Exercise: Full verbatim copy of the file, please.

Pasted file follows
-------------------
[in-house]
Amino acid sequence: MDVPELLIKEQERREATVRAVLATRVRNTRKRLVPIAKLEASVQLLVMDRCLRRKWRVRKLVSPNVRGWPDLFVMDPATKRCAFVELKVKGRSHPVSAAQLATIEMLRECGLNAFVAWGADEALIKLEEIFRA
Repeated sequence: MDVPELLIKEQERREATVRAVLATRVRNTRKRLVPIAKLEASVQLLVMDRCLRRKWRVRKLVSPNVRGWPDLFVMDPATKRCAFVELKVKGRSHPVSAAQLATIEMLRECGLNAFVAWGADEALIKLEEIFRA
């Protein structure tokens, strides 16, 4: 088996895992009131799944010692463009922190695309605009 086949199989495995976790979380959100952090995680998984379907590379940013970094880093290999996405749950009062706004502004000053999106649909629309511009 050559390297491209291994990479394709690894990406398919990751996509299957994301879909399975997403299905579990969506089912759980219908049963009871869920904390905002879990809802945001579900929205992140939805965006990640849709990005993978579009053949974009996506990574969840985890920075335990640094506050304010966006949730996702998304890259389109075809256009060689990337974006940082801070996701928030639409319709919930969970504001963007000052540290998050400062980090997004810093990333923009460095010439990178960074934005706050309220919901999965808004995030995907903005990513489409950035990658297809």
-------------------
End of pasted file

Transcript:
[in-house]
Amino acid sequence: MDVPELLIKEQERREATVRAVLATRVRNTRKRLVPIAKLEASVQLLVMDRCLRRKWRVRKLVSPNVRGWPDLFVMDPATKRCAFVELKVKGRSHPVSAAQLATIEMLRECGLNAFVAWGADEALIKLEEIFRA
Repeated sequence: MDVPELLIKEQERREATVRAVLATRVRNTRKRLVPIAKLEASVQLLVMDRCLRRKWRVRKLVSPNVRGWPDLFVMDPATKRCAFVELKVKGRSHPVSAAQLATIEMLRECGLNAFVAWGADEALIKLEEIFRA
């Protein structure tokens, strides 16, 4: 088996895992009131799944010692463009922190695309605009 086949199989495995976790979380959100952090995680998984379907590379940013970094880093290999996405749950009062706004502004000053999106649909629309511009 050559390297491209291994990479394709690894990406398919990751996509299957994301879909399975997403299905579990969506089912759980219908049963009871869920904390905002879990809802945001579900929205992140939805965006990640849709990005993978579009053949974009996506990574969840985890920075335990640094506050304010966006949730996702998304890259389109075809256009060689990337974006940082801070996701928030639409319709919930969970504001963007000052540290998050400062980090997004810093990333923009460095010439990178960074934005706050309220919901999965808004995030995907903005990513489409950035990658297809």